The Ismaili community has sought to create a building here which is both Islamic in its architectural inspiration and of a quality to enhance the overall distinction of Burnaby. The Jamatkhana is designed to be a social and cultural centre, as well as a place of congregation. It expresses the Ismailis' desire to give of their best to the cultural and economic fabric of Canada. They are proud that it symbolises their commitment both to this country's future and their ancient heritage. Nor is there any dichotomy in this dual aim. Muslims believe their faith is not for one time, but for all times and so there cannot be conflict between tradition and modernity.

Islam is the last of the world's great monotheistic faiths to be revealed and is essentially tolerant. It entertains no opposition to earlier beliefs. On the contrary it recognises them as being part of God's message to mankind. To all Muslims – Shia and Sunni alike – the “people of the book” are the people of all monotheistic faiths, and a wide, all-embracing, vision of the brotherhood of man and the unity of God is among the most fundamental of the faith's teaching.

Muslims are spread around the globe – basically in the Third World – from the hottest of deserts to the wettest of flood plains, to the coldest of the highest mountains. Their countries are of infinite variety and have been born from and have given birth to great civilisations. They come from numerous ethnic backgrounds and speak hundreds if not thousands of local languages. Yet all 800 million share the same faith.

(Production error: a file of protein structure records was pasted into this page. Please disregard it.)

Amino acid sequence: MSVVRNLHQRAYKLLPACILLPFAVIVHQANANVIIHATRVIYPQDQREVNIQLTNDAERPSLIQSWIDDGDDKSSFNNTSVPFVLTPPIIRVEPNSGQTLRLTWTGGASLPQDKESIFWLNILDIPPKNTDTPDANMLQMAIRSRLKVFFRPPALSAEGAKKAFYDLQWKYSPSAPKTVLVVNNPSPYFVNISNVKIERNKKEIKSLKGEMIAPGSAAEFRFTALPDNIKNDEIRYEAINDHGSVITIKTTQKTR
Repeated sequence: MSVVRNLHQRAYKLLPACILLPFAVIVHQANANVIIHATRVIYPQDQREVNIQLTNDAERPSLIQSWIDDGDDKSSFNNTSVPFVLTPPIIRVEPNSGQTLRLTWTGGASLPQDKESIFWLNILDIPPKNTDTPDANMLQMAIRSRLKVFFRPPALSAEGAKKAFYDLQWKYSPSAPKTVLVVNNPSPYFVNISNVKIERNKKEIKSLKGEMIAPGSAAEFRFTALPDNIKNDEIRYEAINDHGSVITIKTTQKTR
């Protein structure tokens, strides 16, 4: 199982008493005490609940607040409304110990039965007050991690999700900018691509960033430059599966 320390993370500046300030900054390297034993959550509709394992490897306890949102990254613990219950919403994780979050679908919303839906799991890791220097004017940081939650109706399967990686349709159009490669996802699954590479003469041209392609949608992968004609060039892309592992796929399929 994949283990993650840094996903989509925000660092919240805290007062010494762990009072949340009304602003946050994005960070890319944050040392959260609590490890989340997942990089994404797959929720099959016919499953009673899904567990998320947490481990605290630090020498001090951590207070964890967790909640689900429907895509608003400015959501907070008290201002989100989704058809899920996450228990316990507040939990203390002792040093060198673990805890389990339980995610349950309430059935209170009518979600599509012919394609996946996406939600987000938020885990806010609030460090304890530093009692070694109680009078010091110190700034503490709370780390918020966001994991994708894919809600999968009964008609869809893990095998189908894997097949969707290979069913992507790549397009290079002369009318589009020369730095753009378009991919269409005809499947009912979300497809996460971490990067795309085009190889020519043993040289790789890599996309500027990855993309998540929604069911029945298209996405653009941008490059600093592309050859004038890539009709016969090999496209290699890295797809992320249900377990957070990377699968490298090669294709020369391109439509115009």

I believe that like Canadians, Muslims can draw strength from their diversity but they certainly cannot be condemned if they sometimes fail.

Unfortunately the general public in the industrialised world sometimes accepts the facile and totally erroneous image that the Ummah is a monolithic block of believers, whose national disputes are part of their religion. Until the Iranian revolution the term “Shia” was little known in the West. In the absence of better understanding, Shi'ism has since been shown exclusively as the faith of that revolution and its ramifications. Yet in reality there are far more Shia Muslims outside Iran than there are within that country, including the Ismaili community here in Canada.